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As reported yesterday by NewsBusters, a brand new ABC News/TIME poll depicted Iraqis as being very optimistic about themselves and the future of their country. The Associated Press via USA Today is sharing this information with its readers by focusing attention on the negatives first. The article, entitled “Most Iraqis Oppose U.S. Troops, Poll Says,” began:

Most Iraqis disapprove of the presence of U.S. forces in their country, yet they are optimistic about Iraq's future and their own personal lives, according to a new poll.

“More than two-thirds of those surveyed oppose the presence of troops from the United States and its coalition partners and less than half, 44%, say their country is better off now than it was before the war, according to an ABC News poll conducted with Time magazine and other media partners.”

Then the article addressed the positives:



washingtonpost.com is its own kingdom in many ways, with more content, more readers and at least as many issues that beg for accountability as the newspaper. So bravo to Post ombudsman Deborah Howell for writing about the website in her Sunday column. Most visitors to the site have no idea how separate the operations are, but its reporters sure do:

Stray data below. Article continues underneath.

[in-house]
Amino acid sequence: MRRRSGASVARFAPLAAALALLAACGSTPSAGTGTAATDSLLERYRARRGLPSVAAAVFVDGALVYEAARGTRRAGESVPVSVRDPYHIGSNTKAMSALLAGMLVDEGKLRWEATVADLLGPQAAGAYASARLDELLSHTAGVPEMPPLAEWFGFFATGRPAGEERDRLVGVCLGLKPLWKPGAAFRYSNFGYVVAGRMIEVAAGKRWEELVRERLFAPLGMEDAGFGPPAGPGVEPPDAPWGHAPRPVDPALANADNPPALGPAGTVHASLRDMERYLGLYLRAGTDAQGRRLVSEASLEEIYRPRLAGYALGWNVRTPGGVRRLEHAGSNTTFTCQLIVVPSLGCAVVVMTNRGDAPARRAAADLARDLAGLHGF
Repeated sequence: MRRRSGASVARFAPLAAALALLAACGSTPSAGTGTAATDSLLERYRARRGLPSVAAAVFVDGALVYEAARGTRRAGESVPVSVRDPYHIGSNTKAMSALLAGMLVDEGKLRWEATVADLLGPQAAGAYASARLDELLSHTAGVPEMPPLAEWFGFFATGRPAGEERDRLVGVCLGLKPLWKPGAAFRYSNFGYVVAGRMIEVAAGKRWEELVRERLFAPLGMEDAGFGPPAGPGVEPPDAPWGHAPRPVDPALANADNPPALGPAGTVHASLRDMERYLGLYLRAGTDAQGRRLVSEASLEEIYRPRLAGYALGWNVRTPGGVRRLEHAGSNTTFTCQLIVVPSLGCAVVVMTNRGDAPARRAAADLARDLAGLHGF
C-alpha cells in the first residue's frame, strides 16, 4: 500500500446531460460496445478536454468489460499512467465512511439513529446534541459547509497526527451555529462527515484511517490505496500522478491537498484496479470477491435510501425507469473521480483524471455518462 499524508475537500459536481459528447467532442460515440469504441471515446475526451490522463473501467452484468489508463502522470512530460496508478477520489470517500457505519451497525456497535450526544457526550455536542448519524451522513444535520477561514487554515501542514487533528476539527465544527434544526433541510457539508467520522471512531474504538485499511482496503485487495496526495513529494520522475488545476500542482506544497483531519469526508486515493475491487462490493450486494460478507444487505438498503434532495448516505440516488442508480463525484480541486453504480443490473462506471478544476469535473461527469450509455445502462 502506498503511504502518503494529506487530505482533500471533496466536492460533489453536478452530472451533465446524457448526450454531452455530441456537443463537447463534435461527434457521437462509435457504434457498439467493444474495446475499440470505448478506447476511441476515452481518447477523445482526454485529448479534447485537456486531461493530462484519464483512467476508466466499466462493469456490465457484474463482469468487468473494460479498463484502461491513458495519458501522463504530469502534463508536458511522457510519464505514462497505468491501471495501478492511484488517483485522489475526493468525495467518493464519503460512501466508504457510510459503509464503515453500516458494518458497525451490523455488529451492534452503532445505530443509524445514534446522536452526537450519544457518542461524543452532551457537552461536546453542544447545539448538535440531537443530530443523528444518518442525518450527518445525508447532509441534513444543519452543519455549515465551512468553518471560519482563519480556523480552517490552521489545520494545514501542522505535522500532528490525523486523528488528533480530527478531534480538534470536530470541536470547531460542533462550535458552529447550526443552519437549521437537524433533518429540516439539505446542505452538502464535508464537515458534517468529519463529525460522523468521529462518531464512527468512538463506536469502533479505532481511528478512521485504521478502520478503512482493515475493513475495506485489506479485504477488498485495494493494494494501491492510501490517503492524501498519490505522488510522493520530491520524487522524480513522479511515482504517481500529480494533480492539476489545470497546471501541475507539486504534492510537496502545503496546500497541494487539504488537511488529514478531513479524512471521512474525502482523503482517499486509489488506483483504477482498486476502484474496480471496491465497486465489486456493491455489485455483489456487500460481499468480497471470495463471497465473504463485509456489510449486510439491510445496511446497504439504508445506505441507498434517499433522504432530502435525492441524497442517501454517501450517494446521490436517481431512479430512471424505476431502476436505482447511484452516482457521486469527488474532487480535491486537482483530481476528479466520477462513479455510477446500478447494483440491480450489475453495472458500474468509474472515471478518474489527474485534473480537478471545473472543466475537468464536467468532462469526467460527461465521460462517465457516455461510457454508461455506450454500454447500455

Pope Benedict XVI recently encouraged Catholics to remember the true meaning of Christmas and to not focus on the shopping aspect. After the speech, the first thing Diane Sawyer thought of was his shoes, his Prada shoes, and how they may represent a credibility problem for the Pope.



Allies Establish Beachhead in Normandy: Can Troop Withdrawals Begin?

Somehow, I doubt that was the headline in the wake of D-Day.

Yet this morning, the Today show viewed the impending Iraqi elections largely through the prism of bringing US troops home.



We've had a War on Poverty, and a War on Terror. But the war of special interest to us is the War against Fox. The soldiers fighting in the axis against FNC include ideological purists and rabid partisans. But there is another musketeer in their army.

Given his philosophical bent, it is not surprising that Mr. Keith Olbermann would join in the assaults. Still, it is unusual for an on-air personality to regularly attack the personnel of a competitor. Whether this violates some sort of unwritten rule or protocol in the journalistic community we cannot say. But when the vilifications are of dubious accuracy, and the tone becomes personal, they are not principled criticisms, but rather egotistical indulgences.